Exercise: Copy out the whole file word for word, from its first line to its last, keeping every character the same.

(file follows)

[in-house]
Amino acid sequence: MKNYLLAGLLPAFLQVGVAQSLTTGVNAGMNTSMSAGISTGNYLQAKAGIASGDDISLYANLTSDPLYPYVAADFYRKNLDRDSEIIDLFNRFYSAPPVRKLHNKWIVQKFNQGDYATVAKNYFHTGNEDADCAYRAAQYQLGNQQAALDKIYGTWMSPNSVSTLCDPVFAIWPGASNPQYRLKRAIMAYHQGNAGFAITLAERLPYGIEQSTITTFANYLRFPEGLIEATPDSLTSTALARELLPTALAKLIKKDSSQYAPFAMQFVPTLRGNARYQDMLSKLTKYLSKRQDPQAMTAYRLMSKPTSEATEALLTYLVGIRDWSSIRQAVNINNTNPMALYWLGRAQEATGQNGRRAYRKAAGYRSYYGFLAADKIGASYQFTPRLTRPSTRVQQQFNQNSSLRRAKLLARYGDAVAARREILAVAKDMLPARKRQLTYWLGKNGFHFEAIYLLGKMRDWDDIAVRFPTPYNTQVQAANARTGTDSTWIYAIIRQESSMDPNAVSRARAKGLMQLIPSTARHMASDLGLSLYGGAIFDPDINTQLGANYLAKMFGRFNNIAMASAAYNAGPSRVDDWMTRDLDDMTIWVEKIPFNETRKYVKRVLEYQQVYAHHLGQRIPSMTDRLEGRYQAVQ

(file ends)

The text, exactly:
[in-house]
Amino acid sequence: MKNYLLAGLLPAFLQVGVAQSLTTGVNAGMNTSMSAGISTGNYLQAKAGIASGDDISLYANLTSDPLYPYVAADFYRKNLDRDSEIIDLFNRFYSAPPVRKLHNKWIVQKFNQGDYATVAKNYFHTGNEDADCAYRAAQYQLGNQQAALDKIYGTWMSPNSVSTLCDPVFAIWPGASNPQYRLKRAIMAYHQGNAGFAITLAERLPYGIEQSTITTFANYLRFPEGLIEATPDSLTSTALARELLPTALAKLIKKDSSQYAPFAMQFVPTLRGNARYQDMLSKLTKYLSKRQDPQAMTAYRLMSKPTSEATEALLTYLVGIRDWSSIRQAVNINNTNPMALYWLGRAQEATGQNGRRAYRKAAGYRSYYGFLAADKIGASYQFTPRLTRPSTRVQQQFNQNSSLRRAKLLARYGDAVAARREILAVAKDMLPARKRQLTYWLGKNGFHFEAIYLLGKMRDWDDIAVRFPTPYNTQVQAANARTGTDSTWIYAIIRQESSMDPNAVSRARAKGLMQLIPSTARHMASDLGLSLYGGAIFDPDINTQLGANYLAKMFGRFNNIAMASAAYNAGPSRVDDWMTRDLDDMTIWVEKIPFNETRKYVKRVLEYQQVYAHHLGQRIPSMTDRLEGRYQAVQ